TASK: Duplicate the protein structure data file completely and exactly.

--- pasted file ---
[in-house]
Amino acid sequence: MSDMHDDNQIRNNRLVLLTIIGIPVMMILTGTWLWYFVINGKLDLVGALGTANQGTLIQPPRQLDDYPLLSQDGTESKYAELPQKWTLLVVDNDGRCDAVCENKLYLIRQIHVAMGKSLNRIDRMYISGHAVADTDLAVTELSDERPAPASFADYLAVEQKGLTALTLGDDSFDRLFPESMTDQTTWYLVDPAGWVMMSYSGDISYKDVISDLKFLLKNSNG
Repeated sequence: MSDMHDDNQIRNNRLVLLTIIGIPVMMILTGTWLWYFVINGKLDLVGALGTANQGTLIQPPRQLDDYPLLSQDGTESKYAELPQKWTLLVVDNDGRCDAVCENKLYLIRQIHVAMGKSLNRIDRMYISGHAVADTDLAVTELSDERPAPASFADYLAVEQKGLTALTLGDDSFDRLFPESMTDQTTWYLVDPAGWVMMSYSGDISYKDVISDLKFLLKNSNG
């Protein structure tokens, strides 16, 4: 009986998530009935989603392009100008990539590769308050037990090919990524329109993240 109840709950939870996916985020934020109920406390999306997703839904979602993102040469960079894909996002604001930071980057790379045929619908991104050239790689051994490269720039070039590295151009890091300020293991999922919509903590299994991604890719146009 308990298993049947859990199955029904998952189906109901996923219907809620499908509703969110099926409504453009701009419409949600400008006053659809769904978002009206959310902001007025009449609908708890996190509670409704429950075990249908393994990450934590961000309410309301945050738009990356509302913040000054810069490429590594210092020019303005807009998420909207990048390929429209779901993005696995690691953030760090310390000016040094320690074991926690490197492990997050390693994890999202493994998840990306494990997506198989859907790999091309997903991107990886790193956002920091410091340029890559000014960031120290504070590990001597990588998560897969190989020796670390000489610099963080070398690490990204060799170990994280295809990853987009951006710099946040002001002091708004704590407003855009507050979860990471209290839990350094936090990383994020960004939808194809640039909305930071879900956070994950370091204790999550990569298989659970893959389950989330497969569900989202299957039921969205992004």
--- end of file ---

[in-house]
Amino acid sequence: MSDMHDDNQIRNNRLVLLTIIGIPVMMILTGTWLWYFVINGKLDLVGALGTANQGTLIQPPRQLDDYPLLSQDGTESKYAELPQKWTLLVVDNDGRCDAVCENKLYLIRQIHVAMGKSLNRIDRMYISGHAVADTDLAVTELSDERPAPASFADYLAVEQKGLTALTLGDDSFDRLFPESMTDQTTWYLVDPAGWVMMSYSGDISYKDVISDLKFLLKNSNG
Repeated sequence: MSDMHDDNQIRNNRLVLLTIIGIPVMMILTGTWLWYFVINGKLDLVGALGTANQGTLIQPPRQLDDYPLLSQDGTESKYAELPQKWTLLVVDNDGRCDAVCENKLYLIRQIHVAMGKSLNRIDRMYISGHAVADTDLAVTELSDERPAPASFADYLAVEQKGLTALTLGDDSFDRLFPESMTDQTTWYLVDPAGWVMMSYSGDISYKDVISDLKFLLKNSNG
């Protein structure tokens, strides 16, 4: 009986998530009935989603392009100008990539590769308050037990090919990524329109993240 109840709950939870996916985020934020109920406390999306997703839904979602993102040469960079894909996002604001930071980057790379045929619908991104050239790689051994490269720039070039590295151009890091300020293991999922919509903590299994991604890719146009 308990298993049947859990199955029904998952189906109901996923219907809620499908509703969110099926409504453009701009419409949600400008006053659809769904978002009206959310902001007025009449609908708890996190509670409704429950075990249908393994990450934590961000309410309301945050738009990356509302913040000054810069490429590594210092020019303005807009998420909207990048390929429209779901993005696995690691953030760090310390000016040094320690074991926690490197492990997050390693994890999202493994998840990306494990997506198989859907790999091309997903991107990886790193956002920091410091340029890559000014960031120290504070590990001597990588998560897969190989020796670390000489610099963080070398690490990204060799170990994280295809990853987009951006710099946040002001002091708004704590407003855009507050979860990471209290839990350094936090990383994020960004939808194809640039909305930071879900956070994950370091204790999550990569298989659970893959389950989330497969569900989202299957039921969205992004």